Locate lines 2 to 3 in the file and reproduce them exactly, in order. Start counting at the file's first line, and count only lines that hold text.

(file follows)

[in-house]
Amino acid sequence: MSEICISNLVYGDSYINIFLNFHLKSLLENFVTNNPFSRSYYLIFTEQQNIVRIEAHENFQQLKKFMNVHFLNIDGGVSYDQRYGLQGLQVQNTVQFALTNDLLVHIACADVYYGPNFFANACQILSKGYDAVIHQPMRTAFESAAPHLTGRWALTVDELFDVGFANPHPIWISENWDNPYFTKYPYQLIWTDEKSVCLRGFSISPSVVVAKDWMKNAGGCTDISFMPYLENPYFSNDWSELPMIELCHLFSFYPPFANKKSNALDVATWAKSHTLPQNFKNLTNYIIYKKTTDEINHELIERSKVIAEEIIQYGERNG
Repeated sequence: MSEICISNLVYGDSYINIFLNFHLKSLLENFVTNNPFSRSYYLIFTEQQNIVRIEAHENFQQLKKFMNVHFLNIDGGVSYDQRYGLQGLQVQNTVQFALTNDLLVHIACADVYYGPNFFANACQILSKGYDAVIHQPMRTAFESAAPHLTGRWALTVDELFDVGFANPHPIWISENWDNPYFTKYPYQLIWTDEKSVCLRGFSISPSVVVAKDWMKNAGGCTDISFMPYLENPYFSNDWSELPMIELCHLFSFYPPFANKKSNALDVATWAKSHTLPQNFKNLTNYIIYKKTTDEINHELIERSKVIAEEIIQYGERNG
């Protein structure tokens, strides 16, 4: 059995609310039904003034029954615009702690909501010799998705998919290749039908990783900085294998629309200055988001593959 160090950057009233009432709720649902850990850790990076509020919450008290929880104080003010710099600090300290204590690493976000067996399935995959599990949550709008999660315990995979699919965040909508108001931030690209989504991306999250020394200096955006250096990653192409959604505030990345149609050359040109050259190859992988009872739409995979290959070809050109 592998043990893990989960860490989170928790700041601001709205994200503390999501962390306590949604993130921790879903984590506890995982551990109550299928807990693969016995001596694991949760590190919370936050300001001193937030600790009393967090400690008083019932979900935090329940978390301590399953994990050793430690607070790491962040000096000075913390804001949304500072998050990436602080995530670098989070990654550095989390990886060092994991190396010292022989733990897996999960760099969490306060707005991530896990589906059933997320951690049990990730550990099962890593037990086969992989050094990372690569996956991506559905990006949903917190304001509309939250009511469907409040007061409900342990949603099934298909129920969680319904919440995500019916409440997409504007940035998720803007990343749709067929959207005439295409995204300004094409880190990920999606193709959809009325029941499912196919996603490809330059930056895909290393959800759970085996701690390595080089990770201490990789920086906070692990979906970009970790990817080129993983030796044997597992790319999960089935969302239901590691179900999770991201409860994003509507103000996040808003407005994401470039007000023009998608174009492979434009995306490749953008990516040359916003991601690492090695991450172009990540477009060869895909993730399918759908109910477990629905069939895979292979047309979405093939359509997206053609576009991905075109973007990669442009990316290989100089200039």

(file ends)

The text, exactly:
Amino acid sequence: MSEICISNLVYGDSYINIFLNFHLKSLLENFVTNNPFSRSYYLIFTEQQNIVRIEAHENFQQLKKFMNVHFLNIDGGVSYDQRYGLQGLQVQNTVQFALTNDLLVHIACADVYYGPNFFANACQILSKGYDAVIHQPMRTAFESAAPHLTGRWALTVDELFDVGFANPHPIWISENWDNPYFTKYPYQLIWTDEKSVCLRGFSISPSVVVAKDWMKNAGGCTDISFMPYLENPYFSNDWSELPMIELCHLFSFYPPFANKKSNALDVATWAKSHTLPQNFKNLTNYIIYKKTTDEINHELIERSKVIAEEIIQYGERNG
Repeated sequence: MSEICISNLVYGDSYINIFLNFHLKSLLENFVTNNPFSRSYYLIFTEQQNIVRIEAHENFQQLKKFMNVHFLNIDGGVSYDQRYGLQGLQVQNTVQFALTNDLLVHIACADVYYGPNFFANACQILSKGYDAVIHQPMRTAFESAAPHLTGRWALTVDELFDVGFANPHPIWISENWDNPYFTKYPYQLIWTDEKSVCLRGFSISPSVVVAKDWMKNAGGCTDISFMPYLENPYFSNDWSELPMIELCHLFSFYPPFANKKSNALDVATWAKSHTLPQNFKNLTNYIIYKKTTDEINHELIERSKVIAEEIIQYGERNG